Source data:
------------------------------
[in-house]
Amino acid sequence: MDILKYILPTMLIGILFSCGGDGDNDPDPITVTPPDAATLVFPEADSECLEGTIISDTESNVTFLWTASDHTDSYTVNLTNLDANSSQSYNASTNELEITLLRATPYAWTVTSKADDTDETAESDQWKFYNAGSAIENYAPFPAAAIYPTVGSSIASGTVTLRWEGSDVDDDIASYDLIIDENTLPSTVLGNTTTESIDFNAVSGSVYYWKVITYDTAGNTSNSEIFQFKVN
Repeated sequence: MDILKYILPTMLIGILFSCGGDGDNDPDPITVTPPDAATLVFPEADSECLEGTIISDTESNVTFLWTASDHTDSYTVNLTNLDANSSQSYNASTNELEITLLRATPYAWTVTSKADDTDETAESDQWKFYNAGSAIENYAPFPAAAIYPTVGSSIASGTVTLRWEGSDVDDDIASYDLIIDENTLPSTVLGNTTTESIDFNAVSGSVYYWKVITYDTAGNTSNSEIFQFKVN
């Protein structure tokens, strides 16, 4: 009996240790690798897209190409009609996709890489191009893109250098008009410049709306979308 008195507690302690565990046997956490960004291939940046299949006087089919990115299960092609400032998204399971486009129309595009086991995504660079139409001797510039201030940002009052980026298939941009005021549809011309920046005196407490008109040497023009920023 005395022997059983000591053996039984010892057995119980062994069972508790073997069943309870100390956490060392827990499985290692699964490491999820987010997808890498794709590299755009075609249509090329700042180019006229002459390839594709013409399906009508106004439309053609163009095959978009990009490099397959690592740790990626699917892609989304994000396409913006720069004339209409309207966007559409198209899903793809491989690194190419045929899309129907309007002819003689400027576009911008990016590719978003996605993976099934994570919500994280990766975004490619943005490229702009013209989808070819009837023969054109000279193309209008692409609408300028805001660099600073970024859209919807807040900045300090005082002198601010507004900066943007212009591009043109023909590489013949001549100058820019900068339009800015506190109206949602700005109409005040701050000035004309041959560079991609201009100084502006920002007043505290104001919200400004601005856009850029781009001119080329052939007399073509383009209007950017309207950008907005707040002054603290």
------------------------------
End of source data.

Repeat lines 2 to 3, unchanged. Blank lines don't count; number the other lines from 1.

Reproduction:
Amino acid sequence: MDILKYILPTMLIGILFSCGGDGDNDPDPITVTPPDAATLVFPEADSECLEGTIISDTESNVTFLWTASDHTDSYTVNLTNLDANSSQSYNASTNELEITLLRATPYAWTVTSKADDTDETAESDQWKFYNAGSAIENYAPFPAAAIYPTVGSSIASGTVTLRWEGSDVDDDIASYDLIIDENTLPSTVLGNTTTESIDFNAVSGSVYYWKVITYDTAGNTSNSEIFQFKVN
Repeated sequence: MDILKYILPTMLIGILFSCGGDGDNDPDPITVTPPDAATLVFPEADSECLEGTIISDTESNVTFLWTASDHTDSYTVNLTNLDANSSQSYNASTNELEITLLRATPYAWTVTSKADDTDETAESDQWKFYNAGSAIENYAPFPAAAIYPTVGSSIASGTVTLRWEGSDVDDDIASYDLIIDENTLPSTVLGNTTTESIDFNAVSGSVYYWKVITYDTAGNTSNSEIFQFKVN